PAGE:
Five Acres workforce finds balance for foster care children

Accompanied by a residential team member, two Five Acres children take a break from remote learning and play video games in the new teen room in the auditorium while practicing social distancing.

Five Acres children take a break from remote learning and play video games in the new teen room in the auditorium while practicing social distancing.

ALTADENA, Calif., May 1, 2020—Children in foster care have been significantly disrupted by the global pandemic. Children living at Five Acres are placed at the residential campus in Altadena because of acute trauma they experienced at home. The impact of COVID-19 is another traumatic event that the charity’s workforce is helping the children navigate.

Division Director of Residential, Claudia Rice, said, “Clinicians have done an amazing job with sessions, in-person and telehealth services. They have decreased [the children’s] anxiety about not going to school or not being able to go on an outing.”

When the safer-at-home order was announced, the charity’s rehabilitation and residential team responded quickly by changing the children’s programming. “What takes weeks of planning and bouncing ideas with others was planned from one day to the next,” said Rice. “It was impressive to see how everyone worked together so quickly.”

Likewise the Facilities team hustled to convert one of the buildings to serve as a five-bed self-isolation unit, with the capacity to hold an additional 20 beds.

Besides having the standard emergency, non-pandemic supplies, Five Acres’ leadership was ahead of the curve when it began buying pandemic-specific inventory in late February. “This prescient action proved crucial in allowing the agency to obtain pandemic-mitigation supplies before they became nearly impossible to purchase,” said Facilities Director Jake Cashill.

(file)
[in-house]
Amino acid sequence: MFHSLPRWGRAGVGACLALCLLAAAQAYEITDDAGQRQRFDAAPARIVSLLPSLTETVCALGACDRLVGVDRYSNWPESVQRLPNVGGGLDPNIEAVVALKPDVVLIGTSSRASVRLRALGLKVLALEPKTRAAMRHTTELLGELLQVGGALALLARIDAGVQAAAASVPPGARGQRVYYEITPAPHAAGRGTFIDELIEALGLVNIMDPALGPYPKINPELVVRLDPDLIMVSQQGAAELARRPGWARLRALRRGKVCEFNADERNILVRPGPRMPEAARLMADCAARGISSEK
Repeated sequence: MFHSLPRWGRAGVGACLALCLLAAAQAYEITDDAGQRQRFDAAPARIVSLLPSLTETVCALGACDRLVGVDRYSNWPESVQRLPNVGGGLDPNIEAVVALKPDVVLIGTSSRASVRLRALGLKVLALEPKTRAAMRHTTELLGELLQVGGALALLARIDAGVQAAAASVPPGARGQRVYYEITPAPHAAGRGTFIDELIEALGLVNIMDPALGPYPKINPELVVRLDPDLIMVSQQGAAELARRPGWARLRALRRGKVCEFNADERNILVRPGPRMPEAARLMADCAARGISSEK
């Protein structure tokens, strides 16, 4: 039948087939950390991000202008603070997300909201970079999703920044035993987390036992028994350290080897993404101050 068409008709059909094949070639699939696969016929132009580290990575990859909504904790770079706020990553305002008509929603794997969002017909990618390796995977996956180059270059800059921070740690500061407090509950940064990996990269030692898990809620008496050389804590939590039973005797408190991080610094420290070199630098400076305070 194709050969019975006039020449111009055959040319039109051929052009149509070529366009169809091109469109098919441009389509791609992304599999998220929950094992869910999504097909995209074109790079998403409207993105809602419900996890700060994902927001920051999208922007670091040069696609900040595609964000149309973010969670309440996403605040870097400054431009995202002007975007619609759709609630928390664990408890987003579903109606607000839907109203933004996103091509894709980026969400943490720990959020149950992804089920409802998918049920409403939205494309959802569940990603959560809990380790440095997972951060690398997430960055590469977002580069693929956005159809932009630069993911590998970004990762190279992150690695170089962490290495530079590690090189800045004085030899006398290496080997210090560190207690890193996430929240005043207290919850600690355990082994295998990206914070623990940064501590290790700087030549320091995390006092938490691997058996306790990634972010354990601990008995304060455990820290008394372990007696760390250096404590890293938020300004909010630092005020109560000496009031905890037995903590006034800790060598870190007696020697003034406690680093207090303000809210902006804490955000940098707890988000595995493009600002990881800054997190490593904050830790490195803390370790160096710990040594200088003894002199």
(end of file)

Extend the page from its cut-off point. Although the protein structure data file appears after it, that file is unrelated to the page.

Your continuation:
Coordinating the emergency logistics, Cashill’s team also consolidated supplies from other office locations at their main facility, as these off-campus buildings quickly became nearly vacant, with employees working from home or remotely. According to Cashill, the goal was to get the supplies where they were needed most – at the residential campus – where the children were sequestered, and where operations continued.

“Working here is always a juggle,” said Cashill, who added that his team continues to maintain its everyday duties.

Five Acres mental health team and residential staff are also addressing the children’s emotional safety. They are having ongoing conversations around the pandemic and talking about their safety and that of others. Staff are encouraging youth to make better decisions to ensure everyone’s well-being.

In addressing the children’s emotions, staff also recognizes the need for predictability. The residential team has increased the amount of activities throughout the day, setting specific time for children to do their work, engage in fun activities, and participate in sports like basketball and swimming. “Having a routine and schedule allows the children to learn and grow,” said Rice, “So upon returning to school, their educational growth continued despite the suspension of actual classroom time due to Covid-19.”

Staff is planning activities from the moment the children get up to the moment they go to bed.

“As you can imagine, the need for educational and recreational supplies has increased a great deal due to the hours that have been added to the programming,” said Rice.

Increased programming requires additional supply needs. While public schools provided some of the students with Chrome books, not all of them received them. Rice encourages the community to come together to make donations. The charity is asking for donations to purchase school supplies, arts and crafts, math flashcards, additional Chrome books, mini projectors, Spectrum math books for grades 3 to 7, and middle school reading books.

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